Fig. 2

Stance control knee-ankle-foot orthosis (SCKAFO) with electromagnetic (E-MAG) system (white arrow, EMAG knee joint; black arrow, battery).

The E-MAG system is suitable for patients with higher mobility requirements who were previously unable or unwilling to obtain an adequately fitting orthotic for various anatomical reasons, such as leg-length reduction, valgus and varus deformities of the knee joint, or a severely atrophic leg. An appreciable portion of the population using fixed-knee KAFOs has sufficient hip strength to benefit from a SCKAFO. Prescription criteria typically require hip muscle strength of at least grade 3 [7]. Our patient's hip muscle strength on MMT was less than this; however, we were able to achieve a satisfactory outcome with the SCKAFO with E-MAG after the patient underwent rehabilitation. This result confirmed that even if the hip extensor and flexor muscle strength is less than grade 3, a unilateral SCKAFO with E-MAG can be prescribed if the patient demonstrates reciprocal gait pattern, as was the case here. Hip strength and control requirements may be reduced for a SCKAFO with E-MAG system, suggesting a broad indication for this system in patients with poliomyelitis.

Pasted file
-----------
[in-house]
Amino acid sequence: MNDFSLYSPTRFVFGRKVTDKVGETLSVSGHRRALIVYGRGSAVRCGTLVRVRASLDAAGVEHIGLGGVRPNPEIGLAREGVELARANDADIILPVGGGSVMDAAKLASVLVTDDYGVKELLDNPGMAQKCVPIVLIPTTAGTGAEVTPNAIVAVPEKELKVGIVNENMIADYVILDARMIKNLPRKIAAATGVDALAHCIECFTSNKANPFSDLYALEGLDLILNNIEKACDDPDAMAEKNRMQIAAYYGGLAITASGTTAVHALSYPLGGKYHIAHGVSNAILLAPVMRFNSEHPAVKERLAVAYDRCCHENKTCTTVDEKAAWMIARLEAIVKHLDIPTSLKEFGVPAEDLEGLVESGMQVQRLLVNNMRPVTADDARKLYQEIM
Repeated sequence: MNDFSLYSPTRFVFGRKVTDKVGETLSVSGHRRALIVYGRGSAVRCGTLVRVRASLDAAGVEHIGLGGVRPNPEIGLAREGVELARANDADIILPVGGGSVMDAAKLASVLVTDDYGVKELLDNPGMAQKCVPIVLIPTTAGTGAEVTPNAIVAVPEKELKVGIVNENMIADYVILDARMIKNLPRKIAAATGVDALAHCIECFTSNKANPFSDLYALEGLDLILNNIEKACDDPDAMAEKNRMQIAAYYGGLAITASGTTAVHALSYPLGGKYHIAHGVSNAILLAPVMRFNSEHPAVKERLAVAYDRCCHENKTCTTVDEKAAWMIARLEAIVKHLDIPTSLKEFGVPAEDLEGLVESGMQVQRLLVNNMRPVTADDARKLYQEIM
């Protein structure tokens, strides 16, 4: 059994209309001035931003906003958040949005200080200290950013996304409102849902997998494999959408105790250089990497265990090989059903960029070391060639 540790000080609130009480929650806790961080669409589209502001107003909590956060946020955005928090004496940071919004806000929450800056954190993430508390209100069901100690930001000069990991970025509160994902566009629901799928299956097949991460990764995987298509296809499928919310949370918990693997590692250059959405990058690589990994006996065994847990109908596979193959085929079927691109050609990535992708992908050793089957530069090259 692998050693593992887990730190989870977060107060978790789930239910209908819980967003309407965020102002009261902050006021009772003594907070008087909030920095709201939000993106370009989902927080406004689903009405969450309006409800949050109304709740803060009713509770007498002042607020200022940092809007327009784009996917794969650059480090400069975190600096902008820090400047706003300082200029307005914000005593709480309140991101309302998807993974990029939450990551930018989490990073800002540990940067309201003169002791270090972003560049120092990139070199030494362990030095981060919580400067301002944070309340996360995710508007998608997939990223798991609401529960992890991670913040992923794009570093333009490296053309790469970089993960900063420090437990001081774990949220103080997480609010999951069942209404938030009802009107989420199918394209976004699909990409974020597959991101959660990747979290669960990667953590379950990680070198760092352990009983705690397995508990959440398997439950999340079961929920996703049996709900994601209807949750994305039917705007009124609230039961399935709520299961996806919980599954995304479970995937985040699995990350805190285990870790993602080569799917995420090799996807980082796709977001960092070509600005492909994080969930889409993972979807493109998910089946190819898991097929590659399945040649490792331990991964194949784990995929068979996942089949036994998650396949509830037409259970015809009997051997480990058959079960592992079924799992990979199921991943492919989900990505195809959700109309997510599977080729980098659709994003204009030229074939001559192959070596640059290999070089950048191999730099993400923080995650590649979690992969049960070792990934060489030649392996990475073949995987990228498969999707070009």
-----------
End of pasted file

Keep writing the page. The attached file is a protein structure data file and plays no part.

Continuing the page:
In general, the characteristics of the gait in poliomyelitis are excessive knee extension and inadequate knee flexion, excessive hip flexion during the late swing phase, and excessive plantarflexion during the weight-acceptance phases. Our patient exhibited a similar gait pattern; however, in the stance phase, pelvic obliquity to the left and downward as well as hip abduction were also detected in the kinematic data, and we thought these findings were due to chronic pelvic muscle weakness and leg-length discrepancy. After proper rehabilitation, the SCKAFO with E-MAG system improved our patient's gait by eliminating the abnormal pelvic drop during 52% to 69% of the gait cycle, and we could observe a decrease in hip abduction when he was walking with the SCKAFO with E-MAG, indicating less circumduction of his braced leg during the swing phase. The effect of knee flexion on the braced limb could be seen directly, with a reduction in pelvic obliquity and hip abduction suggesting a more efficient gait pattern overall. We thought an improvement of gait pattern and a reduction of compensatory motions might be associated with the facilitated pelvic and trunk control ability.